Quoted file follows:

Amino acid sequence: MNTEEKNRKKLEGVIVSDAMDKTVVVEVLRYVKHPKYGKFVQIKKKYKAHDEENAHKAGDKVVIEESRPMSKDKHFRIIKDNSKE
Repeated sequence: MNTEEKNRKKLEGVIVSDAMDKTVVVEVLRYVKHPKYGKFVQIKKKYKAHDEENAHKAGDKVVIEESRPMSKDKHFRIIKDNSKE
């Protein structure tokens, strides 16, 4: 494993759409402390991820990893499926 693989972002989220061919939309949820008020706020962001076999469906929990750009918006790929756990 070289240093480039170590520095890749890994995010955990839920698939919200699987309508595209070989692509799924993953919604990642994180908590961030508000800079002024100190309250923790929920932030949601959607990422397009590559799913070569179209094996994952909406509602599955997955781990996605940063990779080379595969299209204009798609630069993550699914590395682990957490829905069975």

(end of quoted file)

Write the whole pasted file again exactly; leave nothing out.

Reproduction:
Amino acid sequence: MNTEEKNRKKLEGVIVSDAMDKTVVVEVLRYVKHPKYGKFVQIKKKYKAHDEENAHKAGDKVVIEESRPMSKDKHFRIIKDNSKE
Repeated sequence: MNTEEKNRKKLEGVIVSDAMDKTVVVEVLRYVKHPKYGKFVQIKKKYKAHDEENAHKAGDKVVIEESRPMSKDKHFRIIKDNSKE
């Protein structure tokens, strides 16, 4: 494993759409402390991820990893499926 693989972002989220061919939309949820008020706020962001076999469906929990750009918006790929756990 070289240093480039170590520095890749890994995010955990839920698939919200699987309508595209070989692509799924993953919604990642994180908590961030508000800079002024100190309250923790929920932030949601959607990422397009590559799913070569179209094996994952909406509602599955997955781990996605940063990779080379595969299209204009798609630069993550699914590395682990957490829905069975």